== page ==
ER to Golgi transport: Requirement for p115 at a pre-Golgi VTC stage.

Alvarez C, Fujita H, Hubbard A, Sztul E - J. Cell Biol. (1999)

Antibodies against p115 cause Golgi complex disassembly. mAbs against p115 mixed with TR-dextran (A–C), or mAbs against 5′-nucleotidase mixed with TR-dextran (D–F) were microinjected into the cytoplasm of WIF-B cells. Phase images of cells are shown (A and D). Injected cells are identified by TR-dextran (B and E) and are traced in outline in C and F. Cells were fixed 2 h after injection and processed for immunofluorescence using antibodies against Mann II (C and F). Cells injected with anti–p115 antibodies, but not uninjected cells or cells injected with control antibodies show disassembly of Golgi complexes. Bar, 10 μm.
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Related In: Results  -  Collection

Show All Figures
getmorefigures.php?uid=PMC2168100&req=5

Figure 1: Antibodies against p115 cause Golgi complex disassembly. mAbs against p115 mixed with TR-dextran (A–C), or mAbs against 5′-nucleotidase mixed with TR-dextran (D–F) were microinjected into the cytoplasm of WIF-B cells. Phase images of cells are shown (A and D). Injected cells are identified by TR-dextran (B and E) and are traced in outline in C and F. Cells were fixed 2 h after injection and processed for immunofluorescence using antibodies against Mann II (C and F). Cells injected with anti–p115 antibodies, but not uninjected cells or cells injected with control antibodies show disassembly of Golgi complexes. Bar, 10 μm.
Mentions: The requirement for p115 has been previously studied only in in vitro–reconstituted assays (Waters et al. 1992; Barroso et al. 1995; Rabouille et al. 1995, Rabouille et al. 1998). To examine the function of p115 in vivo, monoclonal anti–p115 antibodies were microinjected into WIF-B cells (Shanks et al. 1994), and their effect on Golgi structure was monitored by the distribution of Mann II. As shown in Fig. 1, injection of anti–p115 antibodies had an effect on Golgi structure. A field of cells is shown by phase-contrast (A), and the injected cells are identified by their content of coinjected TR-dextran (B). Within 2 h after injection, the Golgi complexes in all injected cells were disassembled, and Mann II was present in relatively large punctate structures dispersed throughout the cells (C). The structures appeared superficially similar to those observed in cells transfected with mutant forms of p115 lacking portions of the globular head or the coiled-coil tail (Nelson et al. 1998). Injection of control antibodies against the bile canalicular plasma membrane protein 5′-nucleotidase did not perturb Golgi structure (D–F).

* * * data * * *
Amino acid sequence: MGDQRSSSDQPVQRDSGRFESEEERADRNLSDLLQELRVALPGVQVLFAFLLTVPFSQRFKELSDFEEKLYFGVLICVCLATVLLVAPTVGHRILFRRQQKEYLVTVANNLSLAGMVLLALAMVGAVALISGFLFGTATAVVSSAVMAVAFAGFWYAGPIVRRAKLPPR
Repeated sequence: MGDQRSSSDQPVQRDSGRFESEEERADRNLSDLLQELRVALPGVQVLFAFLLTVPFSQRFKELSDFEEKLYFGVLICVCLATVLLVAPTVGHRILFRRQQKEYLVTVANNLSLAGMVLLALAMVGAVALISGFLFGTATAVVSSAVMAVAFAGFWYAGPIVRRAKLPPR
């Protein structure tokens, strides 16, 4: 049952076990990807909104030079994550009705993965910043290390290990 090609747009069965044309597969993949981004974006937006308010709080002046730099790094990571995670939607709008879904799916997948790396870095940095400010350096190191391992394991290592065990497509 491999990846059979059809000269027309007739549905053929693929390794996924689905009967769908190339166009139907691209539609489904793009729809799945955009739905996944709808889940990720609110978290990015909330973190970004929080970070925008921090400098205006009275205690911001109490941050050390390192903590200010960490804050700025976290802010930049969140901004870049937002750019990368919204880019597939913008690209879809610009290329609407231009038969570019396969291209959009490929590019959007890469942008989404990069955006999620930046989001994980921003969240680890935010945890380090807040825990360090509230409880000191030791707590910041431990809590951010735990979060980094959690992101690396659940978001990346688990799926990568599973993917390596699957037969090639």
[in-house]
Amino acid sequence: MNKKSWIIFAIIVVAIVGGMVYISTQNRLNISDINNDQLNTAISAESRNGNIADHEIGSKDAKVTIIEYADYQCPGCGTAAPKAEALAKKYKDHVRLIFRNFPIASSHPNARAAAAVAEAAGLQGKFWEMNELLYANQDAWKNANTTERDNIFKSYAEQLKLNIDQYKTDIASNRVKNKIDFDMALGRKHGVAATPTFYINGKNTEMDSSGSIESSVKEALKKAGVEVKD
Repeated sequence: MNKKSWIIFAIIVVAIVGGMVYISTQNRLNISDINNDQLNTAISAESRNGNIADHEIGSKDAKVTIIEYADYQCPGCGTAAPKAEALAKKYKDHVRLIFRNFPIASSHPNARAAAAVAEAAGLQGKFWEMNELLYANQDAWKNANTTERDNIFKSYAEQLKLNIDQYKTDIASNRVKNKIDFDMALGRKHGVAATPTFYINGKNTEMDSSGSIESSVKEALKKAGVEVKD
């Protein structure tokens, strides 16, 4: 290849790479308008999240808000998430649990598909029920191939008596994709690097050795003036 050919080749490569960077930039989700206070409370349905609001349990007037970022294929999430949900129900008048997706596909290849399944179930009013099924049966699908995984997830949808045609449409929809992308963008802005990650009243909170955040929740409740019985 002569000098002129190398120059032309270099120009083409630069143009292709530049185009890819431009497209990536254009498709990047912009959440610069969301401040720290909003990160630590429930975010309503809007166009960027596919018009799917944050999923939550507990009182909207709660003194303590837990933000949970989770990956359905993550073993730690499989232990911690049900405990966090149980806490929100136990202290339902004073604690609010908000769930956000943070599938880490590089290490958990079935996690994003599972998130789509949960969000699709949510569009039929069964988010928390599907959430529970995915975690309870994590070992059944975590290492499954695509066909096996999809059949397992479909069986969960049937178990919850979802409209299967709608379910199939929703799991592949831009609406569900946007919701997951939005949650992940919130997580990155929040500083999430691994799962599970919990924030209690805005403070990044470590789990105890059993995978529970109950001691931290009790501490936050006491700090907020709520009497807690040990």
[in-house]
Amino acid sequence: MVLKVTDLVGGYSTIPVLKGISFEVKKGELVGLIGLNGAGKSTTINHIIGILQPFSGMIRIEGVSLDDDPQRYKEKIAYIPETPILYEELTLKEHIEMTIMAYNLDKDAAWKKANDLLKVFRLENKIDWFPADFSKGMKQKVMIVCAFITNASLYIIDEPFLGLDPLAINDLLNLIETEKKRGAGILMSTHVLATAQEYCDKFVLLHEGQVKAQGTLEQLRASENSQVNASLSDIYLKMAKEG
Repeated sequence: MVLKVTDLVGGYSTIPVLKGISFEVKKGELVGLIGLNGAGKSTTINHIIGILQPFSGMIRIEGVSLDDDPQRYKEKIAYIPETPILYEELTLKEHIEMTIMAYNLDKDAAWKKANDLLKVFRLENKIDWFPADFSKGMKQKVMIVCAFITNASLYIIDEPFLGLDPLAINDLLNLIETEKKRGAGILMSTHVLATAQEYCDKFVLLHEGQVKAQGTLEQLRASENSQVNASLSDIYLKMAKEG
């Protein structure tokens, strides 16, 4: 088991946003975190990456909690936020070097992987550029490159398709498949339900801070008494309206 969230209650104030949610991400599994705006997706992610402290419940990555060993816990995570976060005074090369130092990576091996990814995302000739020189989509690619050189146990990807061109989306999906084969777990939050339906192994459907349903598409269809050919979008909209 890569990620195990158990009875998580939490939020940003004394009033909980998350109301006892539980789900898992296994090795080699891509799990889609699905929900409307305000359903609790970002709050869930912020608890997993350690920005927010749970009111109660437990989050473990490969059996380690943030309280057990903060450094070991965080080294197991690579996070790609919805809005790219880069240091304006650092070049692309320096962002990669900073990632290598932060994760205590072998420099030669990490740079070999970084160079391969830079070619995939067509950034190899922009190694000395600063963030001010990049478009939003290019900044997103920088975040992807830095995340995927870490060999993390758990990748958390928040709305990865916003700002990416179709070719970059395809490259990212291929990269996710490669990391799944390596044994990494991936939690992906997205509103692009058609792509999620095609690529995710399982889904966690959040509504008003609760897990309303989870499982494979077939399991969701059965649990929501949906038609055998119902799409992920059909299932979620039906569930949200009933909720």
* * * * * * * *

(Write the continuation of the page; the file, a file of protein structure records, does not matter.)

Bottom Line: Redistribution of mannosidase I was also observed in cells incubated at 15 degrees C.Our data show that p115 is essential for the translocation of pre-Golgi VTCs from peripheral sites to the Golgi stack.This defines a previously uncharacterized function for p115 at the VTC stage of ER to Golgi traffic.

View Article: PubMed Central - PubMed

Affiliation: Department of Cell Biology, University of Alabama at Birmingham, Birmingham, Alabama 35294, USA.

ABSTRACT
The membrane transport factor p115 functions in the secretory pathway of mammalian cells. Using biochemical and morphological approaches, we show that p115 participates in the assembly and maintenance of normal Golgi structure and is required for ER to Golgi traffic at a pre-Golgi stage. Injection of antibodies against p115 into intact WIF-B cells caused Golgi disruption and inhibited Golgi complex reassembly after BFA treatment and wash-out. Addition of anti-p115 antibodies or depletion of p115 from a VSVtsO45 based semi-intact cell transport assay inhibited transport. The inhibition occurred after VSV glycoprotein (VSV-G) exit from the ER but before its delivery to the Golgi complex, and resulted in VSV-G protein accumulating in peripheral vesicular tubular clusters (VTCs). The p115-requiring step of transport followed the rab1-requiring step and preceded the Ca(2+)-requiring step. Unexpectedly, mannosidase I redistributed from the Golgi complex to colocalize with VSV-G protein arrested in pre-Golgi VTCs by p115 depletion. Redistribution of mannosidase I was also observed in cells incubated at 15 degrees C. Our data show that p115 is essential for the translocation of pre-Golgi VTCs from peripheral sites to the Golgi stack. This defines a previously uncharacterized function for p115 at the VTC stage of ER to Golgi traffic.

Show MeSH
Related in: MedlinePlus